[Written By: Gabriel Rutherford]
[Photograph: Ruarí MacManus]
Who am I? What am I?
Precious few will know how to answer that question in the way I mean it to be interpreted. I do not seek an answer in terms of social status. I know I’m wealthy. I know I’m educated. Not that it will do me much good in the answering of the question. Education teaches us about the world, not how to find a place in it – Aristotle was right to differentiate between theoretical and practical wisdom. For I may know about the stars, about mathematics, about Wordsworth and Byron and Shakespeare and Dickens. But where do I place myself in my own story? How can I place myself where I am not wanted – or does that make me my own antagonist? Thoughts like these are the imperial masters of my head and make my brain spin anti-clockwise in bed at night.
It is love, dear reader. It is love that makes my head so unclear and confused. I hear people whisper: “There’s Felix. There’s something wrong with him” or some garbled trash along those lines. Unfortunately, it seems a lot of people may read a lot of interpretations into the countenance of a troubled soul. And I am indeed troubled. Not in such a way that would be easy to fix. An essay deadline is fine – meet it or don’t, it will go away in a few weeks. You always have a choice in everything in life, bar the matter in which I have a problem.
Reader, my problem is men. To be less vague: a specific man. A man I have fallen in love with. But how? How can I fall in love with him? How can such a thing happen? How could it not happen? How can I undo this? You see, I am free in every way: handsome, young, educated and well-off, with a promising future, except in one way. I am not free to show who I love. I cannot express to him what I feel when I see his face, what I feel when our hands brush together, what I feel when he laughs at something I said. This is the torture of the unrequited lover writ large – to be unable to express one’s true feelings but not out of fear of rejection (though that features too in my fear) but out of fear of censure, humiliation and imprisonment! His beauty, while glorious, is barbed wire to my soul. Imagine Saint Sebastian – shot full of arrows, bleeding, dying in his glory, in his agony. Saint Sebastian is my love for Henry, or rather his death is. Pure yet impure, beautiful but a monstrosity.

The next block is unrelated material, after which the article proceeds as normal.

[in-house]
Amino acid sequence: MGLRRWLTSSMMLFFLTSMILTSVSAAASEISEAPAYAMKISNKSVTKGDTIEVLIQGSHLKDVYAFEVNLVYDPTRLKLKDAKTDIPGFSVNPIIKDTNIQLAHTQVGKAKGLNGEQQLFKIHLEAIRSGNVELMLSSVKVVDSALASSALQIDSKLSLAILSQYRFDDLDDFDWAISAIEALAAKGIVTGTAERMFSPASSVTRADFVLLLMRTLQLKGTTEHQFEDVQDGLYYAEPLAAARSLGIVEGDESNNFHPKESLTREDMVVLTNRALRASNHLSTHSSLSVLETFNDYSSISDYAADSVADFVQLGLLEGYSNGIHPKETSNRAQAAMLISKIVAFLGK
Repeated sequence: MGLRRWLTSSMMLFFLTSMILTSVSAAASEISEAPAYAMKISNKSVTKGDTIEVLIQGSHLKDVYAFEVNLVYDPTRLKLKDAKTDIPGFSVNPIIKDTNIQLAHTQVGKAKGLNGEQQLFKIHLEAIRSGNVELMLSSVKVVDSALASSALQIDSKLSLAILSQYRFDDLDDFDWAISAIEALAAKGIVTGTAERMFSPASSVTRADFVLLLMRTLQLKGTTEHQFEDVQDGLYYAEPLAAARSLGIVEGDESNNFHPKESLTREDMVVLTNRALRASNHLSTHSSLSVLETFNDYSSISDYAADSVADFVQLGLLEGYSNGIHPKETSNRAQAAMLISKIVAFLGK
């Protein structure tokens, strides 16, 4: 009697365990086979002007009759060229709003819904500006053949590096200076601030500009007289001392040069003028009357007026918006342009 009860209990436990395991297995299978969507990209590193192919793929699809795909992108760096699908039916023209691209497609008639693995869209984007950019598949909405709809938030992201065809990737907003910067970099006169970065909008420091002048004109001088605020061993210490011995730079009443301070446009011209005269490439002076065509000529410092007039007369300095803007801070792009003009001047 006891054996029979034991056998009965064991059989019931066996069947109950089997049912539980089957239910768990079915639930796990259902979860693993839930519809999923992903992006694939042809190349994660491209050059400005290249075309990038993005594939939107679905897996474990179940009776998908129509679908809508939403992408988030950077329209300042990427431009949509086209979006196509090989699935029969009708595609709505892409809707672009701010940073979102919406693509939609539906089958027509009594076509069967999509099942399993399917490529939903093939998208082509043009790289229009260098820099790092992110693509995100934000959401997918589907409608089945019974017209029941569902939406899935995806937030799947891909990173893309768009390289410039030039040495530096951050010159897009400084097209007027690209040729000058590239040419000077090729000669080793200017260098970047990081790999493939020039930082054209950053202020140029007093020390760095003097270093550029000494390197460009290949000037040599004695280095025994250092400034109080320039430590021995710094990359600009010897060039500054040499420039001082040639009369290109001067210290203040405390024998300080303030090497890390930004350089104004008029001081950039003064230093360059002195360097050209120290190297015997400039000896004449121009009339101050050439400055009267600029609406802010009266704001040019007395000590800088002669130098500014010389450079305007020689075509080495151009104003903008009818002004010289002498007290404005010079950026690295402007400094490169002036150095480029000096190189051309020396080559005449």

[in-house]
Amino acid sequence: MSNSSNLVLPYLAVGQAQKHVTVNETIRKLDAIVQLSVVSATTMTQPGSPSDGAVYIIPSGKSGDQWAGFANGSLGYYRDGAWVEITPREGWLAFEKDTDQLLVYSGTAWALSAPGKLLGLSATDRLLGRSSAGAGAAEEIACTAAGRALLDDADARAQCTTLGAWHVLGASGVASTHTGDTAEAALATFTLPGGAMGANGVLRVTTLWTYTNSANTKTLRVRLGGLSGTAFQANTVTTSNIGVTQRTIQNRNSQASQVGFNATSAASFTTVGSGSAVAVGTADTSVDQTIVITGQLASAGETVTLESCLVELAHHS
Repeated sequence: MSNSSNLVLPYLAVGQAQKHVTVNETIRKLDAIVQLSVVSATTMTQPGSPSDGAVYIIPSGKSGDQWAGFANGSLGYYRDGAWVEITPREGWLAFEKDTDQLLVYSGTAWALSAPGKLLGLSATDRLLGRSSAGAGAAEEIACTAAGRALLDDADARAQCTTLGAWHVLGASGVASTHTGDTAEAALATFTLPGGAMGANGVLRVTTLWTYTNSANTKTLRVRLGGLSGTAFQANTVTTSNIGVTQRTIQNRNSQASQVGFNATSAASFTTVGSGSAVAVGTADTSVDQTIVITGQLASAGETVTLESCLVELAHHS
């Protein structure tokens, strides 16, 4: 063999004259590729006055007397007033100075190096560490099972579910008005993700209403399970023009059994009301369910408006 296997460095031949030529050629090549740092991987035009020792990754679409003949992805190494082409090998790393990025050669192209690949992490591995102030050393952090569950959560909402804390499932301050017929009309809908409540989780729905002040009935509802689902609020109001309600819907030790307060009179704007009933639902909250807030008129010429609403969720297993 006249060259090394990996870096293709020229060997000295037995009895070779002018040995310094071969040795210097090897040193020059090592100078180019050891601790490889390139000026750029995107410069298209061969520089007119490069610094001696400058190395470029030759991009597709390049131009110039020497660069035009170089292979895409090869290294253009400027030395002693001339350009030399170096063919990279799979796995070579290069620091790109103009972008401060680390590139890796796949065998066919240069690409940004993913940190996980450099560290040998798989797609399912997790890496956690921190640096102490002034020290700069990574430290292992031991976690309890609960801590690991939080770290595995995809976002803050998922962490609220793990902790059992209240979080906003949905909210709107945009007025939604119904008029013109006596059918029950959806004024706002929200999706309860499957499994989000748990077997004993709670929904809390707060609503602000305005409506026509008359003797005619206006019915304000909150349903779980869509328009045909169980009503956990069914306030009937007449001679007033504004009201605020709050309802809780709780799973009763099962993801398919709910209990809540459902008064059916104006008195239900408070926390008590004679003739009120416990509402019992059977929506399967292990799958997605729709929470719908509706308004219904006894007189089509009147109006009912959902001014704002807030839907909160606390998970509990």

I don’t know where to take my love. Literature seems to be the only safe space I can think of – reading Shakespeare’s sonnets I often notice a homoerotic tendency. Byron talks of women but implies of men. But how can that be my defence? Do I have a defence? What if my thoughts can be read on my face, and the police arrest me for my secrets that I wear like the ordinary man wears like a scarf? Let them come then! For I have broken the law, as unjust as it is, and I’m proud of that. For Henry I would commit one hundred capital offences, just to kiss him once and to be free to let him know how I ache inside. Only two things can absolve me of my torment – Henry’s requited love or my death. Even if I were to flee and abandon this place, I know his face, his smile, his laugh, would follow me like a beautiful shadow wherever I went. I would be a fool to think I could escape something as powerful as the feeling which consumes me whenever I see him. So I must do it then! I must! I will not cage my love as a beautiful parrot to be gawped at! It will soar high, higher than anything I have ever felt before, and then I will be truly free to live or die! Come, come, let the soul soar! Let it sing for the man I love, and damn those who would deny me my hearts calling.